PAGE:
Updated: 5 days ago
Author: Aslı Türkmen
Date of Publication: 02/03/2023
Disinformation is the deliberate spread of incorrect or misleading information. In recent years, the rapidly developing digital technology age has increased the accessibility, speed and ease of knowledge, and the ghost of disinformation has been used especially by politicians and public figures for its own favor and interests, so society is dragged into insecurity.
It is our right to know the facts in the society we live in, and our right should not be destroyed. For this reason, we need to deal with disinformation in a way that we should respect rather than weakening human rights. To do this, we need to pay attention to how the phenomenon makes it affects human rights better, and how to fight against disinformation from the perspective of human rights against disinformation.
Why Disinformation is a Human Rights Issue
Disinformation is a problem for human rights because, simply put, it can undermine a wide variety of human rights. Such as the right to free and fair elections, the right to health, the right to be protected from unlawful attacks on one's dignity and reputation, and the right to non-discrimination.
Human Rights Perspective To Tackling Misinformation and Disinformation
In the age of technology, it is very difficult to easily delete and censor false and misleading information. Solutions such as censorship, punitive laws, blocking of internet access, closure of media outlets are an attack on journalists, human rights defenders and others expressing their views. Restricting the free expression of information and ideas is not only against international human rights law, but also against international human rights law. In fact, this is only because censorship and strict regulation of the exercise of the right to freedom of expression increase distrust of the authorities, leading people to seek “alternatives”.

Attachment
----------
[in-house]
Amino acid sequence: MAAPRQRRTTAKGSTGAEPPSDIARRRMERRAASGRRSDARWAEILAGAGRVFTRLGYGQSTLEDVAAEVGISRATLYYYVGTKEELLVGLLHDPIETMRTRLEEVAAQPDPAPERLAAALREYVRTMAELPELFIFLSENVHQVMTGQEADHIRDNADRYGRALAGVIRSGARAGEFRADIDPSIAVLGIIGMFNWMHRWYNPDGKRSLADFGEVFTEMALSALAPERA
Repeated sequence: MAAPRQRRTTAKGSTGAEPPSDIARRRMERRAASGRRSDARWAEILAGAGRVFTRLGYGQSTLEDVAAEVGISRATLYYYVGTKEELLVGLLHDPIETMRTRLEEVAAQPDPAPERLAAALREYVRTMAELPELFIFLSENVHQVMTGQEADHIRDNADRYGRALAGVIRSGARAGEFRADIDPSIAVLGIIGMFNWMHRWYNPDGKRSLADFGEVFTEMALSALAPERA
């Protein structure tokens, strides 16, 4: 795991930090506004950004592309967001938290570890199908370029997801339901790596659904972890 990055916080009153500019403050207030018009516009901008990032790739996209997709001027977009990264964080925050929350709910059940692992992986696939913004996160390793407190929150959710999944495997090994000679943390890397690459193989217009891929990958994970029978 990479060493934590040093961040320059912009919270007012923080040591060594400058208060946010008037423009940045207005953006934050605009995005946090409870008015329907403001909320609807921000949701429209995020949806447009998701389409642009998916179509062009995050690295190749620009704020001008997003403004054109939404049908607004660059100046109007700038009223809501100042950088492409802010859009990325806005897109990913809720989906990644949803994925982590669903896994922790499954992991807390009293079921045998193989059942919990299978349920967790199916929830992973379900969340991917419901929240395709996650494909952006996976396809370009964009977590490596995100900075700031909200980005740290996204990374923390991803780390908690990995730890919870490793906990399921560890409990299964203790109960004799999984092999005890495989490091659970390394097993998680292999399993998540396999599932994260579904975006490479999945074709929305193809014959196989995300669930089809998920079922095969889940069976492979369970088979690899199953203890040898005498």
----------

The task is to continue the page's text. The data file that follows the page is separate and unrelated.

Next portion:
Restrictions on the right to freedom of expression, which impose various prohibitions on the dissemination of information, including vague concepts such as “false news”, are contrary to international human rights law. As stated by the UN Human Rights Committee, international law does not allow for any impediment to the expression of a wrong view or misinterpretation of events.
The law, which prohibits and criminalizes "fake news", may lead to self-censorship practices out of fear of retaliation and alienation of the public and media. According to the UN Special Rapporteur on the right to freedom of expression, such restrictions are often applied not to promote accurate information, but to actually use the situation as a justification to censor relevant information that angers the government or to suppress opposition.
Rather than censorship, human rights offer states a different way to reduce the amount and impact of false and misleading information. States should promote the right to freedom of expression and ensure that individuals and groups, including journalists and other civil society actors, can exchange information. It should create an environment where divergent views can be expressed and debated, enabling them to discuss ways to solve social problems, hold governments accountable and defend human rights, disprove misinformation and challenge propaganda.